Walled Unwalled. The politics and violence of acoustics

Lawrence Abu Hamdan is an artist and a “private ear”, a kind of counter-state actor whose practice consists in trying to give a space and meaning to different types of listening.

Operating both in gallery spaces and in human rights contexts, a number of his works make emerge the value of ear witnessing, a form of testimony that is increasingly being exploited in court. In fact, a number of high profiles cases in recent years (Oscar Pistorius but also Trayvon Martin, Michael Brown and other racist murders in the US) have relied on ear witness testimonies.

Lawrence Abu Hamdan, Walled Unwalled, 2018

The validity of ear witnessing is exemplified and made more concrete in Abu Hamdan’s Walled Unwalled, a work i discovered last year at Biennale of Moving Images in Turin. The 20 minute video examines a series of legal cases in which evidence was obtained through walls. The work evokes some of the technologies used to make walls -and private life- penetrable. Starting with thermal imaging used to detect heat radiating from a house (an indication of the possible presence of marijuana cultivation indoors) to invisible cosmic particles called muons which can pass through surfaces previously impervious to x rays. Walls are no obstacle if you have the right technology.

Most of the video, however, investigates the architecture, peculiar acoustics and living conditions inside a prison we know very little about.

Lawrence Abu Hamdan, Walled Unwalled, 2018

Lawrence Abu Hamdan, Walled Unwalled, 2018

Lawrence Abu Hamdan, Walled Unwalled, 2018

Lawrence Abu Hamdan, Walled Unwalled, 2018

Saydnaya prison is a high-security military prison located 30km north of Damascus and operated by the Syrian government. It has been used to hold, torture and kill thousands of prisoners, both civilian detainees and, especially after the 2011 pro-democracy protests, political dissidents.

In April 2016, Amnesty International and Forensic Architecture teamed up to digitally reconstruct Saydnaya, a space no one but the prisoners and their guards has ever been allowed to access. Any knowledge we can gather about what happens inside Sednaya or what the place looks like derives from the memories of the detainees. Unfortunately, none of them has ever seen the prison. They enter blindfolded and have to keep their eyes closed when moved from one space to another.

Held in darkness and constrained to silence (even when submitted to violent beatings), the men developed an acute relation to sound. Over time, without ever speaking or being able to see anything, they learn to distinguish the types of beatings taking place behind cell walls, the type of instrument used to torture, the footsteps of the guards, the doors opening, slamming or locking, etc. The fact that the whole prison experience was designed so that the prisoners would see nothing but hear everything was in itself a form of acoustic torture.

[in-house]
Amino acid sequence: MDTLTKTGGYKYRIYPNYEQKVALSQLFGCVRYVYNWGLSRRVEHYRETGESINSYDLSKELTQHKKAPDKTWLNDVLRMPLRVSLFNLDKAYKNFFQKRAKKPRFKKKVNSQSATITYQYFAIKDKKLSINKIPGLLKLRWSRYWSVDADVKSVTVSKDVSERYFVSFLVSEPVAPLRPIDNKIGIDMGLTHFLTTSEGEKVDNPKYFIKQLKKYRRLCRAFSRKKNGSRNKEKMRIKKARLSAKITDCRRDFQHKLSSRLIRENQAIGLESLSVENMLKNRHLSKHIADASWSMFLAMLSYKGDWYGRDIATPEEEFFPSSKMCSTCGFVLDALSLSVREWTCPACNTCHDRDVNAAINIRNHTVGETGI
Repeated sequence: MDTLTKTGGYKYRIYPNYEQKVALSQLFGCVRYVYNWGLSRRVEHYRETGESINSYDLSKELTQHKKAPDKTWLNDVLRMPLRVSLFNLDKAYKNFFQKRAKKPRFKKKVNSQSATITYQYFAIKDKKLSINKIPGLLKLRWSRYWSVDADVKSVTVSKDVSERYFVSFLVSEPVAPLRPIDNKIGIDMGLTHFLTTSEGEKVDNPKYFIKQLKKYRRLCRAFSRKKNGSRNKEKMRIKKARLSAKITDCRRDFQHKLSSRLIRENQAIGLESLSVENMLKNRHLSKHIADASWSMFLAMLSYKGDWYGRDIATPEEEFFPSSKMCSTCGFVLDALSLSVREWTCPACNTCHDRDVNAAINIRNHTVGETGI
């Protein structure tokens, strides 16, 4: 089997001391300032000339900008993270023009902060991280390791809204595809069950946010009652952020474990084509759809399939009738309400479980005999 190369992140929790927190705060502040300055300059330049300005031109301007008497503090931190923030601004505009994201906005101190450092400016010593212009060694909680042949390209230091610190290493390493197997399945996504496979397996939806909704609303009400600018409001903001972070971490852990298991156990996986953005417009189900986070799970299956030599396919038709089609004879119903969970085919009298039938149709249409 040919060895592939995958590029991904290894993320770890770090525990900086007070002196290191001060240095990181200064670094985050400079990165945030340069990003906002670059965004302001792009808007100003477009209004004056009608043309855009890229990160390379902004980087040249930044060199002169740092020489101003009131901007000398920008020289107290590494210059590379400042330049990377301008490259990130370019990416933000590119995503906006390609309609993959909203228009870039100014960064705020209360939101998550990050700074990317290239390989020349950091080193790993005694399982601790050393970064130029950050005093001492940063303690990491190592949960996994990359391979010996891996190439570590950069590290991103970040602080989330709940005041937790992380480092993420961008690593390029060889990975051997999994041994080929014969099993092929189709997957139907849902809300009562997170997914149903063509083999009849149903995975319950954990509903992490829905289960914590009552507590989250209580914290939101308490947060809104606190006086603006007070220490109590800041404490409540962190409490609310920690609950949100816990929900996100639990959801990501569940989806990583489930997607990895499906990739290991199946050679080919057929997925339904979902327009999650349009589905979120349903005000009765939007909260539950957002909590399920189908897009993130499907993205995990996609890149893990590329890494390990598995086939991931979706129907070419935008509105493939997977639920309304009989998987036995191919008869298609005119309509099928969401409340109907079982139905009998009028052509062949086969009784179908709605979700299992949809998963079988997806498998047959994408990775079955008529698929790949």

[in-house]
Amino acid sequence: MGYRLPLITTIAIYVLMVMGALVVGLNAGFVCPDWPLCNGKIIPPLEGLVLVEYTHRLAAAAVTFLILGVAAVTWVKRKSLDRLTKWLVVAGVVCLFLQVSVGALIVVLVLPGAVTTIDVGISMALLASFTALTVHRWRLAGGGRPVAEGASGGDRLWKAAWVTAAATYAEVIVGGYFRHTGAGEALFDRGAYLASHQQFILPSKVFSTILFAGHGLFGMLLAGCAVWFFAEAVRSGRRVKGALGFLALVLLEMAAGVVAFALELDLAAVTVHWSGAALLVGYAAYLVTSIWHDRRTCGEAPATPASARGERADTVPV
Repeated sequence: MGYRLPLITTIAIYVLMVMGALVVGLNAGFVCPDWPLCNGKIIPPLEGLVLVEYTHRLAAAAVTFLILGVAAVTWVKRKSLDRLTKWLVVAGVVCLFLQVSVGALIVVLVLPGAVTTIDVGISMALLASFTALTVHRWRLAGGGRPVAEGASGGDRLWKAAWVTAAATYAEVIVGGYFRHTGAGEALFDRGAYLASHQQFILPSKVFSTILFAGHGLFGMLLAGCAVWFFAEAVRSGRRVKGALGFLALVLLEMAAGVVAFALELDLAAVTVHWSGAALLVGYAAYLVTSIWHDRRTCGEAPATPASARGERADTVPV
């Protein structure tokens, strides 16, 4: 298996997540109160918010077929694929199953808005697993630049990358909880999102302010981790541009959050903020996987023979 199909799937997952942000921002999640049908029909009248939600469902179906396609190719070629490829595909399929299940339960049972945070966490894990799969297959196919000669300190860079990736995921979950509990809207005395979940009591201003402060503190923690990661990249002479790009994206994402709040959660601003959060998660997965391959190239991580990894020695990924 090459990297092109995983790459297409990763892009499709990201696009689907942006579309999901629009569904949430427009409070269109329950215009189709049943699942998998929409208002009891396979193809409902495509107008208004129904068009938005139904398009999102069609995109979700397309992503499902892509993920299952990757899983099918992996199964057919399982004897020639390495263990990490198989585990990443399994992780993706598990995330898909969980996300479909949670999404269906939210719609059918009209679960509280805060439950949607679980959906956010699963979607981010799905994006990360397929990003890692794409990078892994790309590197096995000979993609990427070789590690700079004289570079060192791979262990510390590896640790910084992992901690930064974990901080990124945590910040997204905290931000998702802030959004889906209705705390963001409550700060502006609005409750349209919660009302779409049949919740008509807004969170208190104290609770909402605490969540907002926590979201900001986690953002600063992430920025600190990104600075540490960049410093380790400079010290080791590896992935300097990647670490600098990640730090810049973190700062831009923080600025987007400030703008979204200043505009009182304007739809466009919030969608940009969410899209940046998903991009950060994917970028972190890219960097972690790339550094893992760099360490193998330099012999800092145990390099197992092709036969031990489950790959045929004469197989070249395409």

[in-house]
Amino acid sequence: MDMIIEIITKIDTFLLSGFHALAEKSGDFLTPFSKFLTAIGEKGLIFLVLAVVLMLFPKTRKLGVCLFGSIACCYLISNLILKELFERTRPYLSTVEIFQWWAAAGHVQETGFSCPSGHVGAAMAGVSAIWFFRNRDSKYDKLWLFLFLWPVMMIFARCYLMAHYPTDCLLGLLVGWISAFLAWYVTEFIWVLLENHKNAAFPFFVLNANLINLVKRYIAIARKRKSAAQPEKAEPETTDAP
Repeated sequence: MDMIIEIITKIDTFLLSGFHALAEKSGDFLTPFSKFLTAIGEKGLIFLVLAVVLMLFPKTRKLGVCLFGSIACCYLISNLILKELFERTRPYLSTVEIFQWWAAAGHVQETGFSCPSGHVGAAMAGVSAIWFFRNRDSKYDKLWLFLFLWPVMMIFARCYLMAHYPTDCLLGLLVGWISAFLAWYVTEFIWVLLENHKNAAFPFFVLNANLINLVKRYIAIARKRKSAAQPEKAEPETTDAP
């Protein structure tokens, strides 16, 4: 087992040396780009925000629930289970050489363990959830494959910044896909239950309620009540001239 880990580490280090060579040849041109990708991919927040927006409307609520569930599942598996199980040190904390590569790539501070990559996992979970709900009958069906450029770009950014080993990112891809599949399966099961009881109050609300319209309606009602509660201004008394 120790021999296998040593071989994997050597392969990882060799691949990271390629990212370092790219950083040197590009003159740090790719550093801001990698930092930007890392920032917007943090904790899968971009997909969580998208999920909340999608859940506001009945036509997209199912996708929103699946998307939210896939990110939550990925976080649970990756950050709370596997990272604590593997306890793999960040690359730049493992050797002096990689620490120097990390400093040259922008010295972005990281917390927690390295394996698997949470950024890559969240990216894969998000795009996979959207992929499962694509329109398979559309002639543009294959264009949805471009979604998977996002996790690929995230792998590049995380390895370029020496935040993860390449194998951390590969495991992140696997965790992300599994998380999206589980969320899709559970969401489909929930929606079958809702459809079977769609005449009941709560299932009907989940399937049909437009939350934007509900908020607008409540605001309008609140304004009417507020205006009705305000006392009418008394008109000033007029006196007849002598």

A detainee works with FA researchers to reconstruct Saydnaya prison. Photo: Forensic Architecture, 2020

Reconstruction of Saydnaya prison. Photo: Amnesty International/Forensic Architecture

In 2016, Abu Hamdan met five Sednaya survivors as part of Amnesty International and Forensic Architecture‘s investigative collaboration. The researchers used architectural and acoustic modelling to reconstruct the detention centre and the survivors’ experiences. The “ear-witness testimony” of the ex-detainees was solicited through a series of techniques that included “echo profiling” to determine the size of cells, stairwells and corridors as well “sound artefacts” to simulate prison sounds such as doors, locks and footsteps, which helped to trigger further acoustic memories.

Some of the information thus collected was invaluable for Amnesty International’s investigation. Some of these testimonies, on the other hand, were the result of a distortion of the memory, they were more emotional than purely factual and as such were inadmissible in a legal and human rights context. Yet, this material still spoke volumes about a level of hunger, hyper vigilance and distress so high that it distorted their senses. Its value cannot not be appreciated in court but it can still be articulated through the space and language of Abu Hamdan’s art.

Lawrence Abu Hamdan, Earwitness Inventory

Lawrence Abu Hamdan, Earwitness Inventory

I’ve never actually seen Earwitness Inventory but it deserves a mention because it constitutes a companion work to Walled Unwalled. This collection of 95 custom designed and sourced objects are all derived from legal cases in which acoustic testimony had to be solicited. These mnemonic devices range from shoes to flatbreads, from silver trays to a small inflatable swimming pool or a pile of sand with a wheel.

More information about the project in the video below…

International Conference 2018 – Lawrence Abu Hamdan: Walled Unwalled

as well as in the Talk Art and the WNYC podcasts.

Related stories: Book review: Forensic Architecture. Violence at the Threshold of Detectability, Forensic Oceanography, investigating the militarised border regime in the Mediterranean, The System of Systems: technology and bureaucracy in the asylum seeking process in Europe.